This Casta-style painting is at the forefront of the succession of the total of three paintings, as it reveals how the European gaze and representation of each racial caste always trumped any other view, due to the privilege that they held within society. Although considered, ‘indentured laborers,’ the Chinese were subjected to a type of de facto slavery that obliterated their opportunity to form a life and even perception of themselves beyond the Spanish.

Painting II: "The Tiger Chases the Pigship: A River That Never Can be Filled"

The second painting depicts how the Chinese people perceived themselves. Their voice and this “truth” of their own opinion, was always hidden from reality, hence it lies behind the first painting. Within the Addendums, the Chinese describe themselves as being “cheated onto [this] Pigship, forced to travel across the ocean, and sold to a sugar plantation” (Yun, 255). They describe the “Havana Police” as “vicious tigers and jackals” (Yun, 254). Hence, the reason why this painting features a pig and a tiger as the central ‘figures,’ as they represent the slave ship from China and the enslavers. The tiger appears to be ripping the innards of the ‘Pigship’ apart that holds the hundreds of the Chinese who are blindfolded and crying for help. In the addendums, they outline their utter fear: “Now, we are trapped on this faraway desolate land without any hope of escaping.” They describe the process in which they were kidnapped to come to Cuba: “the Recruiters lured [us] into gambling houses, where they forced [us] to sign contracts” (Yun, 247). 

The tiger leaps over an empty riverbed, as the Chinese describe the oppressor's avarice like a “river that can never be filled” (Yun, 254). They go into further detail within the addendums revealing how inhumanely they were treated: “The managers act like tyrants. They seek bribes. The owners are greedy. They often overwork us day and night. Sometimes, they put shackles and handcuffs on us. They flog us brutally” (Yun, 253). The pig (Pigship) jumps from one place to another: the green land within the upper corner shows China—their homeland, healthy and lively—and the lower part of the painting shows the Americas. This place that the tiger is chasing the Pigship to has dying pea shoots that act as the dying hopes of the Chinese: “our hopes grow as pea shoots grow after being plucked” (Yun, 247). 

In the background in the left middle part of the painting, there is a figure being crushed by a green object. This figure is representative of the Chinese attempting to hold up the island of Cuba that is “shaped like an alligator” where the air is “toxic” and “suffocating” (Yun, 246). Within “Las gentes del mar sangley,” they describe the “presence of the Asian immigrants” causing the name “isla de los chinos” (Sangley, 61, ‘presencia de inmigrantes asiáticos’) The word “de” in “isla de los chinos,” could hold several meanings. First, it could signify the phrase “Island of the Chinese” or it could form the meaning of “Chinese Island.” These two separate terms are similar linguistically but can forge different connotations. For example, the “de” between the words isla and Chinos could provide separation between the two, connoting further objectification on the behalf of the Europeans, whereas, the “Chinese Island,” could represent that the Chinese “took over” or primarily dominated the land, giving the ‘power’ and ‘pressure’ of the Chinese to uphold an entire system of oppression. I chose the latter, as I drew a figure, a Chinese person, struggling to hold the entire island on their shoulders, further representing their souls being crushed.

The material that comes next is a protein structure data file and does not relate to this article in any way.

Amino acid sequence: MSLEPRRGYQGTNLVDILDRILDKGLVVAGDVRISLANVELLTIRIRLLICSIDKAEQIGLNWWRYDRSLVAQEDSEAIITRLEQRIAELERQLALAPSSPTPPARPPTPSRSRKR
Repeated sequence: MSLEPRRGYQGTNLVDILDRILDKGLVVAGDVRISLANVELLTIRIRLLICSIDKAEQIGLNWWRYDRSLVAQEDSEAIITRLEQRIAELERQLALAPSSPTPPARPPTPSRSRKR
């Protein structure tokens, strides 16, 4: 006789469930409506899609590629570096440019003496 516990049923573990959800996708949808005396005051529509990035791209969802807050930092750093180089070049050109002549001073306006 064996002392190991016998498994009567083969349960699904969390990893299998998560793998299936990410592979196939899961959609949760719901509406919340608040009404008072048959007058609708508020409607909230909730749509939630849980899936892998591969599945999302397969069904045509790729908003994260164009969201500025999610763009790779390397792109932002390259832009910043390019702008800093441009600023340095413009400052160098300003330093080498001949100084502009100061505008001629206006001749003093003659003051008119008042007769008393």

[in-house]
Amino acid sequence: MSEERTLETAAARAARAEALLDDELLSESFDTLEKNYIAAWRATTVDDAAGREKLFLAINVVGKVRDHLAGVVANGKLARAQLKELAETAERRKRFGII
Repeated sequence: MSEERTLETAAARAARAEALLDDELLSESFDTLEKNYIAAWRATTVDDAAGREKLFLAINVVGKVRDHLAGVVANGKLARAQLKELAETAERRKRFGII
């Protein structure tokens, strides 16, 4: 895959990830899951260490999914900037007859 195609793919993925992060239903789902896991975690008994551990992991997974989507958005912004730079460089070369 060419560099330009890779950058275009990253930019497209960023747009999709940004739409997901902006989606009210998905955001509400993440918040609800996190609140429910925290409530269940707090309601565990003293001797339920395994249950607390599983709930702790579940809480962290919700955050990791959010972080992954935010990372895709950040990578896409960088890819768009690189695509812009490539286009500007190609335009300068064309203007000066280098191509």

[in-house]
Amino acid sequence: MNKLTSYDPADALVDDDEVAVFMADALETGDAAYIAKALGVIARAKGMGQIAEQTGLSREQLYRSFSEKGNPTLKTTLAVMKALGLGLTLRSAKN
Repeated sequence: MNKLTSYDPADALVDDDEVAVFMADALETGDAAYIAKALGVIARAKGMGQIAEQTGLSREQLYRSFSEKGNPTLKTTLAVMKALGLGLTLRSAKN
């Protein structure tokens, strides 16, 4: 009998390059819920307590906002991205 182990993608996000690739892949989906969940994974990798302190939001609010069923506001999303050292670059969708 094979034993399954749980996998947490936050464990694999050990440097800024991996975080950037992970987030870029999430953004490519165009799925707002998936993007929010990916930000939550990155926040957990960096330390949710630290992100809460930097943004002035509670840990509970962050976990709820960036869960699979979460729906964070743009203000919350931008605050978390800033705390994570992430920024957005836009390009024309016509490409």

In the bottom left, there is a shadow of a defeated-looking centaur. According to López, the coolies were “put on display and forced to imitate animals” (López, 32). This work that the Chinese were forced to do was equivalent to that of horses and oxen, hence, the reason why I drew the centaurs as they thought of themselves as doing the same work as these creatures. They were becoming these animals. 

Finally, on the Pigship, I drew a dilapidated sign labeled “chino.” This wooden board that appears to be falling off of the ship entirely represents the lack of formation of identity, due to the varying connotations of the word “chino.” The word chino itself is so ambiguous and it is impossible to pin down one meaning for it, further showcasing the inability of the chinos themselves to perceive ‘one’ identity for themselves outside of that which was assigned to them by their oppressor. 

Painting III: “Do they even have morals?” - The Voices of the Enslaved Chinese

The third painting has quotes from the addendums in writing, showing how the Chinese really felt about their own treatment in words. This painting, being the last of the three, demonstrates the cultural and language barrier the chinos faced and how most were unable to communicate their needs. Oftentimes, they could not vocalize how they were being stripped of all of their rights and so inhumanely treated. This is why it is at the bottom and not visible to the “public.” These quotes specifically detail the insurmountable pain the Chinese were enforced to endure, revealing a voice that is almost never seen. Instead, it remains trapped behind the common European gaze that dominates the narrative completely.